Sunday, March 20, 2016

Harvest totals

Main veg garden (Brussels and daffodils and mulch!)
I did it:  I tallied up my garden totals for 2015 and the grand total is 66 pounds* of garden fruit and vegetables.  This includes kale, chard, cabbage, potatoes, zuccini, pumpkin, runner beans, climbing beans, salad greens, tomatoes, Brussels sprouts, and cherries.  It does not include peas, herbs, almonds, strawberries, blueberries, blackcurrants, or apples--or truthfully most of the tomatoes too.  I estimate there would be about 8-10 more pounds with the above included (mainly due to the apples and tomatoes).

*Note:  this is prepared weight;  I weighed everything after trimming/peeling/chopping/etc. 

The most prolific producer was by far the runner beans, producing just under 16 pounds!  The second best producers only came up to about 8 pounds:  kale and zuccini.  I actually couldn't believe I got that much kale, but according to my records, just before the caterpillar blitz, I was picking up to 13 oz a day.  We didn't manage to eat a full 13 oz a day:  some got frozen.  Surplus runner beans were both frozen and salted. 
So far this year I have harvested one leek and some (forced) rhubarb, both weighing in at 5 oz.  I never tried forcing rhubarb before--I put a big upturned black bucket on top of the plant in January and weighed it with a couple bricks so it wouldn't blow away.  I left it for about six weeks and then picked the biggest stems--about a third of them.  I wasn't sure if I should keep forcing it, so I left off the bucket after that harvest.  We had the stems in a stir fry and they were beautifully tender and not too sour.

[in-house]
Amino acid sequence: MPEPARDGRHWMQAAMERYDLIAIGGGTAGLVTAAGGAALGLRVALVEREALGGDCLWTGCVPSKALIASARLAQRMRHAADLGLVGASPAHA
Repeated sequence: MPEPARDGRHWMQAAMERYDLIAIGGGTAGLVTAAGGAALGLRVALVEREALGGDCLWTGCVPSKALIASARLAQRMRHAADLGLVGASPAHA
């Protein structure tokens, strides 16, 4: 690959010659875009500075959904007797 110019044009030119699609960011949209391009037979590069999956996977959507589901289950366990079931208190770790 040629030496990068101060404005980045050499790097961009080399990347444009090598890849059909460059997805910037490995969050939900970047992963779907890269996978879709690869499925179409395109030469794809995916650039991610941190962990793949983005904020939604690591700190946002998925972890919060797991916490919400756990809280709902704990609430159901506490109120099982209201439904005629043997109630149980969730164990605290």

Hot bed on my patio
I've started sowing seeds in earnest now, both vegetables and flowers, and some are popping up.  I have a new raised bed/giant planter made of wood next to my house.  It used to be our sofa!  Then it became Franklin's bed frame;  now it's loaded with chicken manure and compost and has seedlings emerging rapidly.  The idea is the chicken manure heats it up from underneath, and the glass shower door (remember it?  it's still here) holds the heat in, encouraging early growth.  I put lots of seeds in it, but typically did not label the rows...  No matter;  I'm pretty good at recognizing seedlings, and I'll transplant to the main garden when large enough, and hopefully grow pumpkins and/or cucumbers in the bed later in the year.  
Ninja kick!  I made this costume out of bits and pieces, including the applique dragon badge

Will this be the year I finally achieve my goal of producing all our vegetable needs for the whole year?  Watch this space!

(When I took my camera out to the garden I couldn't find much of interest.  But in the interests of Not Pretty I figured some realistic photos would do.)

3 comments:

Lowell Martin said...

I like your emphasis on simplicity. But why do you want to make costumes that signify hate, war, and terror? Children are very impressionable. The world's problems have never been solved by those who resort to acts of violence. I come from a peace culture that is nearly 500 years old, and if everyone would follow this it would be the end of hate and violence. Let us follow the Prince of Peace.

- Lowell

Galadriel said...

Hi Lowell, thank you for your comment. This is a ninja costume; though they have a historical basis, I think we can agree that ninjas are mainly considered something of myth or folklore now. Like Geoff Lawton, I think the world's problems can be solved in a garden :) Have a peaceful day.

Lowell Martin said...


Even if they are folklore they have modern day look-alikes.
Wikipedia says
"The functions of the ninja included espionage, sabotage, infiltration, assassination and guerrilla warfare." >(Ratti & Westbrook 1991, p. 325)

Gardens are lovely places ... where peace and grace can grow daily as we connect with our loving Creator.